2. Take Risks – At 16-years-old I took up rollerblading and, for years, I was proud of the fact that I never fell. Not once. I’ve wiped out in plenty of other activities, but not rollerblading. I was careful, controlled, and I never fell. But I had a major problem. I never got good at it. Getting good means taking risks and pushing outside of your comfort zones. If you’ve been comfortably selling $1000 projects, perhaps it’s time to sell a $2000 project. If you’ve been selling $10,000 projects, perhaps it’s time to push higher. Look at where your comfort zones are and push them.
  3. Learn From Others – Be willing, and eager, to learn from those who’ve gone before you. Learn everything you can from me and don’t stop there. Find folks who’ve had more experience than I have and learn from them. Learn from people in different industries, ask questions, read books, and develop an attitude of constant learning. Time dedicated to learning and growing is always time well spent.

Range of Experience

Though clients rarely know it up-front, I have had a wide range of experience in the web development industry. I’ve run a web hosting business that failed. I’ve owned over 100 domains for personal projects. I’ve created information products that sold well. I’ve personally spent over $10,000 on Google AdWords. I’ve learned about SEO and have ranked highly for competitive terms. I’ve invested thousands of dollars into a website that flopped and I’ve built and still manage other sites that do well. I’ve learned Photoshop. I’ve mastered HTML/CSS. I’ve been involved and gained tremendous experience from large-scale web development projects that were way over my head.

I share all that (and there’s a lot more) to say that my range of experience has proven a tremendous blessing. I am able to relate and connect with clients at many different levels and, more often than not, I am able to answer their questions from personal experience.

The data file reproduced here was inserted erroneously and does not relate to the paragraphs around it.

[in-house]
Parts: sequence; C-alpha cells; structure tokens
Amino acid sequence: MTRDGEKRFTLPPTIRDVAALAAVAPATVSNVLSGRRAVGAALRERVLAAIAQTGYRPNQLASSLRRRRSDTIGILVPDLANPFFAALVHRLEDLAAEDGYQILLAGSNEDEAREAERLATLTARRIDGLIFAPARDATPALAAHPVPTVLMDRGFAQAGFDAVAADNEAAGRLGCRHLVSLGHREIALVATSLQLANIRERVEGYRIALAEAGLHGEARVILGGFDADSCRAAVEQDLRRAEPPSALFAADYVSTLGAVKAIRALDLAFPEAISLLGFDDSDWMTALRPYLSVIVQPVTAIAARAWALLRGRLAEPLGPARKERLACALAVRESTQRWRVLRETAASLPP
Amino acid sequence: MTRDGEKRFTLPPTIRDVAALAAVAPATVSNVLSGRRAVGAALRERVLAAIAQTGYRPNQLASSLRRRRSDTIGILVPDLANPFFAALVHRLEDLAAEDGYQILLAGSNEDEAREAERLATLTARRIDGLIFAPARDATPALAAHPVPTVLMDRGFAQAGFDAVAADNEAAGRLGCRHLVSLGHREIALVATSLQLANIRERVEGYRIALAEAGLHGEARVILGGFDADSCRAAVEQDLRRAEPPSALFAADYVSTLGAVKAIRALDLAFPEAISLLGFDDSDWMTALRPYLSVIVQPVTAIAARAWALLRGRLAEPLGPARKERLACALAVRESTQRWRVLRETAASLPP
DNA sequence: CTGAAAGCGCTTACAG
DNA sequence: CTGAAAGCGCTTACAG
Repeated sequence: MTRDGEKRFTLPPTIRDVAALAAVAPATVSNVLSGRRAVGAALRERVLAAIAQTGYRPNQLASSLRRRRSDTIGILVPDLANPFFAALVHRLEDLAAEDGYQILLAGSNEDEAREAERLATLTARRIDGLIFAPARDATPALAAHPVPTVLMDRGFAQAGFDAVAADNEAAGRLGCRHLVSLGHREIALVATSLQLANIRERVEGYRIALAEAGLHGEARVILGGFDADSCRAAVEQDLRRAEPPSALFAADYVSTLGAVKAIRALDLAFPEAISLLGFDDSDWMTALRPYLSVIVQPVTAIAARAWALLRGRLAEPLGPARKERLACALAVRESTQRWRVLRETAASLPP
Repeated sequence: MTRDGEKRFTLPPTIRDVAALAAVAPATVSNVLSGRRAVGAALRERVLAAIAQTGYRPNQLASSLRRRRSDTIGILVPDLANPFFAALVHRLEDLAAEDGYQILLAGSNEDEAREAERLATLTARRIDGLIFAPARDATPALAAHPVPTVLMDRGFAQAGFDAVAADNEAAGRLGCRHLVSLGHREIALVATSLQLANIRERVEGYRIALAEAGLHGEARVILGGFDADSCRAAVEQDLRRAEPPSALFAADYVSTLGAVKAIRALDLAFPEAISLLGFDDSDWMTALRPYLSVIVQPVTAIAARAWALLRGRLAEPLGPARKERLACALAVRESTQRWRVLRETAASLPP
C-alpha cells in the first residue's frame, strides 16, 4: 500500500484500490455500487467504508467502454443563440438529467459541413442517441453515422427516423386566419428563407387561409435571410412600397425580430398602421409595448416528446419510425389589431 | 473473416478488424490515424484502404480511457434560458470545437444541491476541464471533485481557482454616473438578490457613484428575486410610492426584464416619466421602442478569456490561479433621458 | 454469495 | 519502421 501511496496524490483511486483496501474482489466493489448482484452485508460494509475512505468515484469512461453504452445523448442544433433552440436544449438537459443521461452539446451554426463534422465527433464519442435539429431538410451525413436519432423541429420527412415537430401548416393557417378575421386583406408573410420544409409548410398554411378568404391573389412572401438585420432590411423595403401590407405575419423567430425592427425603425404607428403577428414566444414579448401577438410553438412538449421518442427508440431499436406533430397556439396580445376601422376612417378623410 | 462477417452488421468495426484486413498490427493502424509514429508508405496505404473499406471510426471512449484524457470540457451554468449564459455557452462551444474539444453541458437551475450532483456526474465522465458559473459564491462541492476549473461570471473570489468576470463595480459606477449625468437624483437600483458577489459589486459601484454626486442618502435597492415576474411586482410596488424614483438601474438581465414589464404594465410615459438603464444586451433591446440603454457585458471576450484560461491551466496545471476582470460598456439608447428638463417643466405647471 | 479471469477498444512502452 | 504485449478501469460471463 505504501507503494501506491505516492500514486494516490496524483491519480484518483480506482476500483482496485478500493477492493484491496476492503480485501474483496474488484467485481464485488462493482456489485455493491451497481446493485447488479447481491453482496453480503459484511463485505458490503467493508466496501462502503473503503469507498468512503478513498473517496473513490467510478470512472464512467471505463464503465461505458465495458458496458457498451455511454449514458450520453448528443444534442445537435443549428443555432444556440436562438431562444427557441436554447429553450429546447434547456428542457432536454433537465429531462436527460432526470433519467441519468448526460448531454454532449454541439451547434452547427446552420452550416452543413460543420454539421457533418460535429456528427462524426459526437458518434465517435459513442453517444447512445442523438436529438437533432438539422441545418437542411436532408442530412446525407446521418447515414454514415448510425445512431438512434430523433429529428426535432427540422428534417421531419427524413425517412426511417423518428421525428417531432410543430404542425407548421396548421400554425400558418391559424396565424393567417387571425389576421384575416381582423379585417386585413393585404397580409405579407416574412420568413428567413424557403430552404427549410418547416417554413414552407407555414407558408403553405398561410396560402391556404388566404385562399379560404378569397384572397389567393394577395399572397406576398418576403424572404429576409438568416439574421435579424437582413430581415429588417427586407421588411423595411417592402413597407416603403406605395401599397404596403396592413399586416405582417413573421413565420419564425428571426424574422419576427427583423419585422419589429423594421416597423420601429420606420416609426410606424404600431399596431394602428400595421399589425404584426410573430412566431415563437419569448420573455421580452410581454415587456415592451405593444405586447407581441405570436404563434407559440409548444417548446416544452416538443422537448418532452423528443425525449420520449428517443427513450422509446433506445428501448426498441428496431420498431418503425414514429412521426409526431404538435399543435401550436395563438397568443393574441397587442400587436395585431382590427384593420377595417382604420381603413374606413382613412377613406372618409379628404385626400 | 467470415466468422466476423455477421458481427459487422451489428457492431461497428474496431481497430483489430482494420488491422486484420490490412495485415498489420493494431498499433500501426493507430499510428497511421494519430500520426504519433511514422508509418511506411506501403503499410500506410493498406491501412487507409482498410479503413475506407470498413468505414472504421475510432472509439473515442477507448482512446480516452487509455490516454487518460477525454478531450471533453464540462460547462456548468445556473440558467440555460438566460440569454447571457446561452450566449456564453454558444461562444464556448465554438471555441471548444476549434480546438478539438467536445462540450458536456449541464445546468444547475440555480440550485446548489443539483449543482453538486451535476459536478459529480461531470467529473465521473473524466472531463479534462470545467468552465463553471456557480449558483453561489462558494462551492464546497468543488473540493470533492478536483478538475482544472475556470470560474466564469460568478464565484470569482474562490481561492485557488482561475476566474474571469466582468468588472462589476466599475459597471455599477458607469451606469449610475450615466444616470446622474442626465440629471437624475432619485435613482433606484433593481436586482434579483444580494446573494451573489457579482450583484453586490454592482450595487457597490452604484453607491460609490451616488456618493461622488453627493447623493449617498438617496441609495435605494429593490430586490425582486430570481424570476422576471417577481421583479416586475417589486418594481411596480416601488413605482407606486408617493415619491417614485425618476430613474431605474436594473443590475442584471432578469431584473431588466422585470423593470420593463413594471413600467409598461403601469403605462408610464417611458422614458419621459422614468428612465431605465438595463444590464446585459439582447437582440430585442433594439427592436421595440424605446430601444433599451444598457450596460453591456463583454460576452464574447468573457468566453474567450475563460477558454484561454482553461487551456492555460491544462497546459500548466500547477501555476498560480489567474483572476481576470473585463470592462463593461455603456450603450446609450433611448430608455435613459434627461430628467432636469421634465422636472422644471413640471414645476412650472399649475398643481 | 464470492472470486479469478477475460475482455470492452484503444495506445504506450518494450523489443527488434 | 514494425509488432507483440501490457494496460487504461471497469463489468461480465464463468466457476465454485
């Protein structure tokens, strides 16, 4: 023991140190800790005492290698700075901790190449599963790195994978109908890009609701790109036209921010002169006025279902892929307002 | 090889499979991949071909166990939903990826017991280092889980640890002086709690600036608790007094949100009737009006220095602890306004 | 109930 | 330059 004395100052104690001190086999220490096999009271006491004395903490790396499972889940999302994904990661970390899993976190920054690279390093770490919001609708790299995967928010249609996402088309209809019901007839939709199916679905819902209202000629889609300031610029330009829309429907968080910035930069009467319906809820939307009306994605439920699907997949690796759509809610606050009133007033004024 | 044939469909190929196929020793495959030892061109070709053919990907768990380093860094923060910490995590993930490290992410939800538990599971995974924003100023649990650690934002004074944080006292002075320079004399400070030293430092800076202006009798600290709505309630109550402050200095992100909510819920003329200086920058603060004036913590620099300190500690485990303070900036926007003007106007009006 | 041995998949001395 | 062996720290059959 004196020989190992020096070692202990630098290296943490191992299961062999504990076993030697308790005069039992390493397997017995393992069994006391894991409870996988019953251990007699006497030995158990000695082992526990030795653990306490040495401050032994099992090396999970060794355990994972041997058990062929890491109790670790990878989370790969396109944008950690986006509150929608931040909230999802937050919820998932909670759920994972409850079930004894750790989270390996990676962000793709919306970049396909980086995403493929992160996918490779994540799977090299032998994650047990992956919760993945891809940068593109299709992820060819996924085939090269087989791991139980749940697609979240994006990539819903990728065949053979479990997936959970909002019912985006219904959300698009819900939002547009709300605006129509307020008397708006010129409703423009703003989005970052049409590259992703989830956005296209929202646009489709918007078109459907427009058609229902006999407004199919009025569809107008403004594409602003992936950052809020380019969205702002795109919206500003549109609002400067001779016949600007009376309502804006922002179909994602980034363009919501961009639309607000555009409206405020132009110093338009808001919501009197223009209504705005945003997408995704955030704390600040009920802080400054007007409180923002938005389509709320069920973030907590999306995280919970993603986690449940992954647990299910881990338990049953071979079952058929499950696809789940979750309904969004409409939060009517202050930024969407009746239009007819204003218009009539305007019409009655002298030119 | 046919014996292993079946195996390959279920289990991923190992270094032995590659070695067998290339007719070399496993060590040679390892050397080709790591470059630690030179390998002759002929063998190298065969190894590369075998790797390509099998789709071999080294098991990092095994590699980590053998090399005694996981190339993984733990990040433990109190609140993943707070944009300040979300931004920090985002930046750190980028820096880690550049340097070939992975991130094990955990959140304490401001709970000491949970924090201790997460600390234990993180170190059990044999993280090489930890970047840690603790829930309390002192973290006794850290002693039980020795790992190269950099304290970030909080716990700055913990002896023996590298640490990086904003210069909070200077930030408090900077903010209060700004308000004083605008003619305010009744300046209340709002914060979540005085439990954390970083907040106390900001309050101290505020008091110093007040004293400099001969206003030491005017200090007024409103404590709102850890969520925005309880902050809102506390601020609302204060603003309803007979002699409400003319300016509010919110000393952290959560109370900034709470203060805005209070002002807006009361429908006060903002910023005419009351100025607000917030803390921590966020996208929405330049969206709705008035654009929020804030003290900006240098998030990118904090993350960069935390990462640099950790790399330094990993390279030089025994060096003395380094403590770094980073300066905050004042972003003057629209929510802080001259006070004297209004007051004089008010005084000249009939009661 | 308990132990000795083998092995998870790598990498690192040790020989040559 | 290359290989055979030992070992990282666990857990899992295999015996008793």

Here are some of the factors that have contributed to my ability to acquire a range of success:

  1. Trying New Things – I’ve always enjoyed trying new things. I’ve learned that success in business requires a balance – I have to maintain a focus. At the same time, my willingness to try new things and stretch outside of what I already know has continued to pay for itself – time and time again.
  2. Being Willing To Ask – Much of my success in life has come as a direct result of my willingness to reach out and ask, to be proactive and to go after the things that are valuable to me. Once, I decided to write to a handful of major newspapers to find someone who’d be interested in interviewing me and telling my story. I was 18 at the time and thought I had already lived an interesting life. I emailed the New York Times, The Washington Post, The Chicago Tribune, The Sacramento Bee, and a handful of others. A writer for the Sacramento Bee got back to me and scheduled an interview. It didn’t matter that they didn’t run the story – what mattered is that I saw, again, the power of asking and doing what most people just wouldn’t do.